Quorn Cocktail Sausages

overall rating:



Lucy Floydd
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Quorn Cocktail Sausages are highly sustainable because they actively transition consumers away from meat and act as a leader within global markets to be a sustainable brand. Unlike other companies which highlight singular efforts to increase environmental sustainability as ‘enough’ (i.e. green washing), Quorn is committed to holistic sustainability at every level of the production process and it its materials and consumption. It also focuses on negative and positive externalities of its products at a social and economic level, demonstrating clear efforts towards being inclusive and sustainable for generations to come. It is also a relatively cheap product, taking into account the fact that meat is a luxury good, meaning that it is accessible to many different economic groups.

What it's made of:


Quorn cocktail sausages are made of a fungus called mycoprotein, which is harvested, chilled and frozen to create the meat-like texture. Therefore, these ‘sausages’, despite their meaty taste and texture, are high in protein and dietary fibre and low in saturated fat. This makes the product very socially sustainable because it is known that red meat consumption is greatly responsible for high cholesterol rates in adults. However, it is worth mentioning that these sausages contain less dietary iron than most meats and the manufacturers have not released much information about additives they use to make Quorn resemble meat. In addition to this, it should be noted that there is currently a class action case against Quorn brought on by the Center for Science in the Public Interest (CSPI) calling for all Quorn products to be labelled “Mycoprotein is a mold [member of the fungi family]. There have been rare cases of allergic reactions to products that contain mycoprotein.”

In terms of environmental sustainability, the Quorn cocktail sausages are seen to greatly minimize their impact on the environment, given that the GHG impact of mycoprotein is 90% lower than that of beef. Quorn also uses sustainable palm oil and they are members of the Roundtable on Sustainable Palm Oil (RSPO). This makes Quorn Cocktail Sausages rating at 0.25 for what it is made of because the mycoprotein has both social and environmental benefits in terms of sustainability.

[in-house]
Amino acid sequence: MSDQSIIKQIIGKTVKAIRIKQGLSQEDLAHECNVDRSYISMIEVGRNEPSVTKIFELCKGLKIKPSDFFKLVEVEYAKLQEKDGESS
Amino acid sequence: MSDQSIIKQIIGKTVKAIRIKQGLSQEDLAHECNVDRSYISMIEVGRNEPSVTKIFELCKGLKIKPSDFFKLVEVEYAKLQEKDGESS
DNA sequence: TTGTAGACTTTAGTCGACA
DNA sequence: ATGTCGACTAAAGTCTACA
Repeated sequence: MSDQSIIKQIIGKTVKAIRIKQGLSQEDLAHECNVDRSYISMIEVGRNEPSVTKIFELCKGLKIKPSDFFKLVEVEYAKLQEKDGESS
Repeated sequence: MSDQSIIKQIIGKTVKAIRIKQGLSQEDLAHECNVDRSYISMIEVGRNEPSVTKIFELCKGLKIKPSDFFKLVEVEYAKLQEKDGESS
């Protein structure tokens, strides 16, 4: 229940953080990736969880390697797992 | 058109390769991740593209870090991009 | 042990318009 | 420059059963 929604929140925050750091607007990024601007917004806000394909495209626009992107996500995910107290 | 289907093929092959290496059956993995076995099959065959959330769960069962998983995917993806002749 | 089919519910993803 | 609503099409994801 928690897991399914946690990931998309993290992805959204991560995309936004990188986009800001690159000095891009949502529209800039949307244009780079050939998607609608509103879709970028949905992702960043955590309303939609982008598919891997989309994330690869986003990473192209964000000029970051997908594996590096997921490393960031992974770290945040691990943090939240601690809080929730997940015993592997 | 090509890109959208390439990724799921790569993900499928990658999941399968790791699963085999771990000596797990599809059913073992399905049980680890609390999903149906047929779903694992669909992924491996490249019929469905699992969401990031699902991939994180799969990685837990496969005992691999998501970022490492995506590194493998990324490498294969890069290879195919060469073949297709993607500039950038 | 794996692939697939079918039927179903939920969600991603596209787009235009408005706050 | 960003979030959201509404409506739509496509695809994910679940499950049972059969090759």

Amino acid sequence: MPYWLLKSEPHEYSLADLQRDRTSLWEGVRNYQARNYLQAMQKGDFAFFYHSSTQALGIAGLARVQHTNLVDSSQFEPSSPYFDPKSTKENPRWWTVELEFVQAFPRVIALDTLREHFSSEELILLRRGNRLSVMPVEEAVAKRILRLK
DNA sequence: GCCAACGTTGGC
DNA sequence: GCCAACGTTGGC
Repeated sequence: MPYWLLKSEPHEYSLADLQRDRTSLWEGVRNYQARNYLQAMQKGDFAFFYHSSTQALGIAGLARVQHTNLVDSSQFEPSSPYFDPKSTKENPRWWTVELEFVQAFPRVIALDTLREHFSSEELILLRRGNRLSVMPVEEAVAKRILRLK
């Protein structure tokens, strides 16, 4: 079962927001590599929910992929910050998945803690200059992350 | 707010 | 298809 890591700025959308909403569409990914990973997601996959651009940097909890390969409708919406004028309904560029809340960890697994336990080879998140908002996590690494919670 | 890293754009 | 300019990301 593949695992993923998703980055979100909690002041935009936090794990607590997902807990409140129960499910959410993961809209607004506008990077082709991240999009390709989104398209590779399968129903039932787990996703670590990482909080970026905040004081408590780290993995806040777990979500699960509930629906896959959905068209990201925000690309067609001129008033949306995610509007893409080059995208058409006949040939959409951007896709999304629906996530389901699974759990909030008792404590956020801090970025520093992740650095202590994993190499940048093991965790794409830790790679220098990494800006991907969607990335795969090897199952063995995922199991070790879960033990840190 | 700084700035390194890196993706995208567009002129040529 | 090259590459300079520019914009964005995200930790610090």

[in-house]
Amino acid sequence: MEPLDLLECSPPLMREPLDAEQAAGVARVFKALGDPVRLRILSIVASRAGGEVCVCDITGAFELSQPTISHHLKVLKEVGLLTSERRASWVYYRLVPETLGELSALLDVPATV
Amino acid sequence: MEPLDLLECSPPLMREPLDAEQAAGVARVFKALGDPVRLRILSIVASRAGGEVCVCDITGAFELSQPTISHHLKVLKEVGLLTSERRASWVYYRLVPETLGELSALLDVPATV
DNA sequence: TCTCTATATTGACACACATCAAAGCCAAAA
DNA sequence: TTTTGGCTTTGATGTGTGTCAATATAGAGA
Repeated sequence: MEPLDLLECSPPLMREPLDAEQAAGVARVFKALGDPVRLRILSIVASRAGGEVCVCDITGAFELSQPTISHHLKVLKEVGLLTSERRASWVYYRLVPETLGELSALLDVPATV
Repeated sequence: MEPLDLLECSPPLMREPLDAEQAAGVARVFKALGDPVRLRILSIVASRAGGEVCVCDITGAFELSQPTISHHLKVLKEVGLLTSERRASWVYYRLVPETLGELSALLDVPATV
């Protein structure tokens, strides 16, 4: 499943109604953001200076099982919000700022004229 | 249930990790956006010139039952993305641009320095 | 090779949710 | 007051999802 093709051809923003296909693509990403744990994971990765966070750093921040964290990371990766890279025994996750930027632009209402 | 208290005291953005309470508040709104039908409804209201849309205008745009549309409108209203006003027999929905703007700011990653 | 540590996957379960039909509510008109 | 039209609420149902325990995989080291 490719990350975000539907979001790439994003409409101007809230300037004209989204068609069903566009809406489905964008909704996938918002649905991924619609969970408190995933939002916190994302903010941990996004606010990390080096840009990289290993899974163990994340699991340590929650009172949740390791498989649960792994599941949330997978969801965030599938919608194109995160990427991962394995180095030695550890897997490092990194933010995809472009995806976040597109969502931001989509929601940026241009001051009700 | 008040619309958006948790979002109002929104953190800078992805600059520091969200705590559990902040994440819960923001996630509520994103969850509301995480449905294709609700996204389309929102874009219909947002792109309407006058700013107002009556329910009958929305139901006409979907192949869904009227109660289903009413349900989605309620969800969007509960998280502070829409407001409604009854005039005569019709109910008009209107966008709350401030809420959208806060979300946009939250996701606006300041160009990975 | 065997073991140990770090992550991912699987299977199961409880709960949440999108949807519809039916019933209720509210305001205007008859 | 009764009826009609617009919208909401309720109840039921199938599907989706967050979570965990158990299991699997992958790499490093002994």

How it's made:


The Quorn brand has made consistent efforts to reduce its impact on sustainability as a result of the production of its cocktail sausages. Since 2012, the carbon footprint of factories has been reduced by 33% per tonne and water usage per tonne reduced by 16%. Moreover, one of the key benefits of the fermentation process is that it actually enables Quorn to end up with more protein than they started with, meaning that in comparison to meat, it’s production creates a net gain of product at a much lower cost to the environment. Also, they are proud to be the first meat-alternative business to achieve third-party certification of carbon footprint figures. This is consistent with the UN SDG 13 in favour of climate action.
In a similar vein, Quorn as a brand take a science-led approach to environmental research and continuous analysis of the entire supply chain. For example, they have joined the WRAPS’s Courtauld 2015 initiative to reduce waste and emissions by 1/5 and co-signed the Wrap UK Plastics Pact, meaning that their packaging is 80% recyclable and 100% of cardboard is from approved sustainable sources. This reduces their impact across the circular economy by decreasing waste.

Who makes it:


Crucially, Quorn are committed to the UN SDGs of food health and wellbeing and climate action and aim to collaborate across their value chain to scale up SDG impacts. They are working closely with children to increase Quorn/meat-substitute consumption in their cooking; for example, there was a 34% increase in children understanding that Quorn is a good source of protein. This is a direct effort made by Quorn to increase intergenerational and social sustainability by increasing awareness among children that too much red meat increases cancer risk. Quorn also advocates for inclusivity in healthy eating; it is working with focus groups of adults with intellectual and developmental disabilities (IDD) because research shows that people with IDD often eat diets high in processed meat and a lack of vegetables. They are dedicated to encouraging vegetarianism such that they advocate for ‘flexitarianism’ as a realistic mode of progress. However, they could be more ambitious in achieving this goal given the strength and potential for their product to replace day to day meat consumption. In terms of the company itself, a positive work environment is exemplified in the fact that 49% of employees have worked at Quorn for over 10 years.